The deathwatch has been postponed. RadioShack (NYSE: RSH) will survive another Christmas. How much longer it has to live, though, is anyone's guess.

Showing remarkable resilience, the electronics retailers has once again staved off disaster.

Hedge fund Standard General, the electronic gadgets retailer's top shareholder, stepped in to save it from all but certain death by agreeing to lead the refinancing of a $535 credit facility with General Electric (NYSE:GE) and to provide $120 million to bolster the company's liquidity.

While some analysts had believed RadioShack would seek out bankruptcy protection as a means of achieving a turnaround, Standard General apparently felt there was some worth still to be found in its operations and has set the stage for a recapitalization that is expected to be completed by 2015.

Following a second-quarter loss of $137.4 million that saw comparable-store sales plunge 20% from the year-ago period, RadioShack said it was "actively exploring options for overhauling our balance sheet and are in advanced discussions with a number of parties." That proved to be Standard General, which said late last month it was trying to improve the retailer's liquidity.

The results of RadioShack's latest turnaround attempts have been dismal. Data: RadioShack quarterly SEC filings.

On Friday, RadioShack confirmed Standard General would replace GE as the lead lender on its senior secured asset based credit facility.

Just as noteworthy is the $120 million the hedge fund and fellow investor Litespeed Management are extending to the retailer to cash collateralize letters of credit that it anticipates will be converted into equity in the coming months so long as a supplier contract is modified; it has at least $100 million of cash and borrowing capacity by Jan. 15, 2015; it develops a fiscal plan for the following year; and it executes a rights offering that gives shareholders the opportunity to purchase additional common stock at a price of $0.40 per share.

The markets didn't seem to like the news all that much, dropping the stock some 10% in midday trading on Monday Oct. 6, the first day of trading following the announcement.

If the $120 million in debt financing is converted to equity, the hedge fund gets to name four directors to RadioShack's board, in addition to which CEO Joseph Magnacc and two independent directors the company can select will also serve. RadioShack said it intends to move forward with the rights offering later this year or in early 2015.

Giving the retailer greater liquidity for the holidays ought to allay any fears among vendors that RadioShack won't be able to pay them. It also holds out the hope that the company will achieve its plan to close as many as 1,100 stores.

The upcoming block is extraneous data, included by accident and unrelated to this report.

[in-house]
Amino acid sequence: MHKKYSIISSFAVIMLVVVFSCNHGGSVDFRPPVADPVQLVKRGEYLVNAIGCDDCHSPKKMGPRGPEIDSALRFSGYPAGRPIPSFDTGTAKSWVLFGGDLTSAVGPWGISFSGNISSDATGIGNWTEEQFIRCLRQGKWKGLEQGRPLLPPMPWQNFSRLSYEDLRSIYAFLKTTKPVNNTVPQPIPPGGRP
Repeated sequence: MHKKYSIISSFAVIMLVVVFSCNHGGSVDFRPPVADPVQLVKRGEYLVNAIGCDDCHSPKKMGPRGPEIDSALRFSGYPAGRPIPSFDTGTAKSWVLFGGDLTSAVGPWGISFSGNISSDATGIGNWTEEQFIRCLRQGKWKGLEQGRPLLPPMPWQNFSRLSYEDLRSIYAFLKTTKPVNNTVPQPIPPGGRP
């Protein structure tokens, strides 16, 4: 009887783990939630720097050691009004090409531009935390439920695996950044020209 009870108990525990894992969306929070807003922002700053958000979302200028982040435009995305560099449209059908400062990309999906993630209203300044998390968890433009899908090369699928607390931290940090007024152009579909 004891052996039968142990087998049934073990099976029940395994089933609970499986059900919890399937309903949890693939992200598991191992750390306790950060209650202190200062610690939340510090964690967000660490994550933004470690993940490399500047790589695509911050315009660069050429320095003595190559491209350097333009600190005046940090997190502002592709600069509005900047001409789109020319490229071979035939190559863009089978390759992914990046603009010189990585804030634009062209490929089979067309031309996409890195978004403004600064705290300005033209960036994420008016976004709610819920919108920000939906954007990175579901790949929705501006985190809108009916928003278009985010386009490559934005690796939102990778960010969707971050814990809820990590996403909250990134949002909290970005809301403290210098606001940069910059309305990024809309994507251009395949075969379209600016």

RadioShack dialed up the wrong number by betting big on mobile. Photo: Flickr user Vernon Chan.

As it works to transition away from reliance on mobile devices, which have been an anchor on its performance, RadioShack ran into a roadblock to its ambitious consolidation plans in the form of lenders who worried that closing so many stores would inhibit their ability to get repaid, regardless of how necessary it might be for the long-term survival of the company.

The rights offering, though, represents a substantial dilution of existing shareholders, who would see their stake in the company reduced to as little as 20% of the total if no one was to participate in the program, while anyone that does acquire equity in the transaction could have no more than 35% of the total voting power. Investors are getting the chance to purchase stock at a big discount to its current price, but any stock that remains outstanding at the end of the offer Standard General will buy up.  

This isn't the first troubled retailer Standard General is stepping in to save. It recently revived hopes that apparel retailer American Apparel (NYSEMKT: APP) could survive the near-collapse that began with the ousting of its CEO.

After getting almost the entire board of American Apparel to resign, Standard General selected RadioShack's Magnacca as one of the new directors to clean up the place. It a curious selection because Magnacca ought to be focusing his full attention on saving his own company without having to worry about what's going on elsewhere.

As much as I shop at RadioShack for components for various electronic projects I work on, I've been predicting for some time the retailer will see its last Christmas. While it once again defied my expectations by getting a lifeline at seemingly the last minute, unless it uses this opportunity to truly transform its business this could indeed be the last of the holidays RadioShack will ever see.

This article represents the opinion of the writer, who may disagree with the “official” recommendation position of a Motley Fool premium advisory service. We’re motley! Questioning an investing thesis -- even one of our own -- helps us all think critically about investing and make decisions that help us become smarter, happier, and richer.